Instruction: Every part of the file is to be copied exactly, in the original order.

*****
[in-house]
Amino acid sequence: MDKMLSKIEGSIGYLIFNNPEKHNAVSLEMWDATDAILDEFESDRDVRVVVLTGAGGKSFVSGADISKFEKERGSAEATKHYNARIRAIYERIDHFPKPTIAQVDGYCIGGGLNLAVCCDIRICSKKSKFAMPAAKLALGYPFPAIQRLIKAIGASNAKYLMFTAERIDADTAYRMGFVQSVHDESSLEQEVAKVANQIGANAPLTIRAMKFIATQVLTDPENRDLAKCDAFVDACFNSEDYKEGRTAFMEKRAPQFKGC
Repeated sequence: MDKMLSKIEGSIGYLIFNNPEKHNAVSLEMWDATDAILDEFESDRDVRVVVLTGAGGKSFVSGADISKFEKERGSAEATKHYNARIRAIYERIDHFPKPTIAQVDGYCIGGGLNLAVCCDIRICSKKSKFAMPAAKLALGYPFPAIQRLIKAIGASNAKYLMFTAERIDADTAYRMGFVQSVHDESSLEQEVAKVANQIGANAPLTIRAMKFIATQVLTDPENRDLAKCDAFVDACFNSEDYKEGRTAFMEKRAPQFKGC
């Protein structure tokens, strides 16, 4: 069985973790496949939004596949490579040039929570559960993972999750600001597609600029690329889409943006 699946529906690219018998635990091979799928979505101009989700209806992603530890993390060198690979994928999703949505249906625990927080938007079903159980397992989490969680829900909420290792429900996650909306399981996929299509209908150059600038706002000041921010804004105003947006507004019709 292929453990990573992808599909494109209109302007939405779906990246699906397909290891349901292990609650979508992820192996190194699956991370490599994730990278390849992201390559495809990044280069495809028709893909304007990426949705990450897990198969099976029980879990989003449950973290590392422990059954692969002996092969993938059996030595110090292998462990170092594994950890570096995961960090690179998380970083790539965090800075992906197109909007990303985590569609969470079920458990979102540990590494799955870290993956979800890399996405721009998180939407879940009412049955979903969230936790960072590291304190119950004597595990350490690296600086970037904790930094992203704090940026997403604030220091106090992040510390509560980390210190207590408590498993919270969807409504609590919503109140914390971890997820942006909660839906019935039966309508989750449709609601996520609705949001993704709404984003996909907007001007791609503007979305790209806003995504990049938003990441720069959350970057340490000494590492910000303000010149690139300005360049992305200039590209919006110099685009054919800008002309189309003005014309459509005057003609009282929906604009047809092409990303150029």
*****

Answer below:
[in-house]
Amino acid sequence: MDKMLSKIEGSIGYLIFNNPEKHNAVSLEMWDATDAILDEFESDRDVRVVVLTGAGGKSFVSGADISKFEKERGSAEATKHYNARIRAIYERIDHFPKPTIAQVDGYCIGGGLNLAVCCDIRICSKKSKFAMPAAKLALGYPFPAIQRLIKAIGASNAKYLMFTAERIDADTAYRMGFVQSVHDESSLEQEVAKVANQIGANAPLTIRAMKFIATQVLTDPENRDLAKCDAFVDACFNSEDYKEGRTAFMEKRAPQFKGC
Repeated sequence: MDKMLSKIEGSIGYLIFNNPEKHNAVSLEMWDATDAILDEFESDRDVRVVVLTGAGGKSFVSGADISKFEKERGSAEATKHYNARIRAIYERIDHFPKPTIAQVDGYCIGGGLNLAVCCDIRICSKKSKFAMPAAKLALGYPFPAIQRLIKAIGASNAKYLMFTAERIDADTAYRMGFVQSVHDESSLEQEVAKVANQIGANAPLTIRAMKFIATQVLTDPENRDLAKCDAFVDACFNSEDYKEGRTAFMEKRAPQFKGC
């Protein structure tokens, strides 16, 4: 069985973790496949939004596949490579040039929570559960993972999750600001597609600029690329889409943006 699946529906690219018998635990091979799928979505101009989700209806992603530890993390060198690979994928999703949505249906625990927080938007079903159980397992989490969680829900909420290792429900996650909306399981996929299509209908150059600038706002000041921010804004105003947006507004019709 292929453990990573992808599909494109209109302007939405779906990246699906397909290891349901292990609650979508992820192996190194699956991370490599994730990278390849992201390559495809990044280069495809028709893909304007990426949705990450897990198969099976029980879990989003449950973290590392422990059954692969002996092969993938059996030595110090292998462990170092594994950890570096995961960090690179998380970083790539965090800075992906197109909007990303985590569609969470079920458990979102540990590494799955870290993956979800890399996405721009998180939407879940009412049955979903969230936790960072590291304190119950004597595990350490690296600086970037904790930094992203704090940026997403604030220091106090992040510390509560980390210190207590408590498993919270969807409504609590919503109140914390971890997820942006909660839906019935039966309508989750449709609601996520609705949001993704709404984003996909907007001007791609503007979305790209806003995504990049938003990441720069959350970057340490000494590492910000303000010149690139300005360049992305200039590209919006110099685009054919800008002309189309003005014309459509005057003609009282929906604009047809092409990303150029």